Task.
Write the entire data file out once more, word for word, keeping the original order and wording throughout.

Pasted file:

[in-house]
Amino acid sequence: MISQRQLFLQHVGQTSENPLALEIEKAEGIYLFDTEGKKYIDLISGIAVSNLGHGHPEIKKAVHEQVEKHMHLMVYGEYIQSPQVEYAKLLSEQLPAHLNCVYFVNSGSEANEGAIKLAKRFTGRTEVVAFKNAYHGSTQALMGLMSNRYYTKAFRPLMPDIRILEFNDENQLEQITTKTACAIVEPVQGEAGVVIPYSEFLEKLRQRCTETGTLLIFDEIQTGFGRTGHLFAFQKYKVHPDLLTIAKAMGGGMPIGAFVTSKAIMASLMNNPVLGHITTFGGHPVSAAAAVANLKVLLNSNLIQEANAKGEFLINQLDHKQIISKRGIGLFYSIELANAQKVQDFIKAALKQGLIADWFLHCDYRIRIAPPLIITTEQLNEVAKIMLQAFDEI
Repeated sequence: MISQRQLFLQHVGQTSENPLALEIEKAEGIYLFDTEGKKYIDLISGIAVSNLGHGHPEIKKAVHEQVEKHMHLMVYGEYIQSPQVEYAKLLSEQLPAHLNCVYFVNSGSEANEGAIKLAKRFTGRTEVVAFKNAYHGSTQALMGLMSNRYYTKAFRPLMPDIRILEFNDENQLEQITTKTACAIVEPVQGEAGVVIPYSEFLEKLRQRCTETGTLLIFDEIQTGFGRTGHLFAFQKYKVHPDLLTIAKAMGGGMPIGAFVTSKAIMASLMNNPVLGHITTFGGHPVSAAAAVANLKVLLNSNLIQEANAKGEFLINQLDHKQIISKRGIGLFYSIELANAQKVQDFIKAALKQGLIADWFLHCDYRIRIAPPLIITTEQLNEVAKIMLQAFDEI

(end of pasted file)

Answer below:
[in-house]
Amino acid sequence: MISQRQLFLQHVGQTSENPLALEIEKAEGIYLFDTEGKKYIDLISGIAVSNLGHGHPEIKKAVHEQVEKHMHLMVYGEYIQSPQVEYAKLLSEQLPAHLNCVYFVNSGSEANEGAIKLAKRFTGRTEVVAFKNAYHGSTQALMGLMSNRYYTKAFRPLMPDIRILEFNDENQLEQITTKTACAIVEPVQGEAGVVIPYSEFLEKLRQRCTETGTLLIFDEIQTGFGRTGHLFAFQKYKVHPDLLTIAKAMGGGMPIGAFVTSKAIMASLMNNPVLGHITTFGGHPVSAAAAVANLKVLLNSNLIQEANAKGEFLINQLDHKQIISKRGIGLFYSIELANAQKVQDFIKAALKQGLIADWFLHCDYRIRIAPPLIITTEQLNEVAKIMLQAFDEI
Repeated sequence: MISQRQLFLQHVGQTSENPLALEIEKAEGIYLFDTEGKKYIDLISGIAVSNLGHGHPEIKKAVHEQVEKHMHLMVYGEYIQSPQVEYAKLLSEQLPAHLNCVYFVNSGSEANEGAIKLAKRFTGRTEVVAFKNAYHGSTQALMGLMSNRYYTKAFRPLMPDIRILEFNDENQLEQITTKTACAIVEPVQGEAGVVIPYSEFLEKLRQRCTETGTLLIFDEIQTGFGRTGHLFAFQKYKVHPDLLTIAKAMGGGMPIGAFVTSKAIMASLMNNPVLGHITTFGGHPVSAAAAVANLKVLLNSNLIQEANAKGEFLINQLDHKQIISKRGIGLFYSIELANAQKVQDFIKAALKQGLIADWFLHCDYRIRIAPPLIITTEQLNEVAKIMLQAFDEI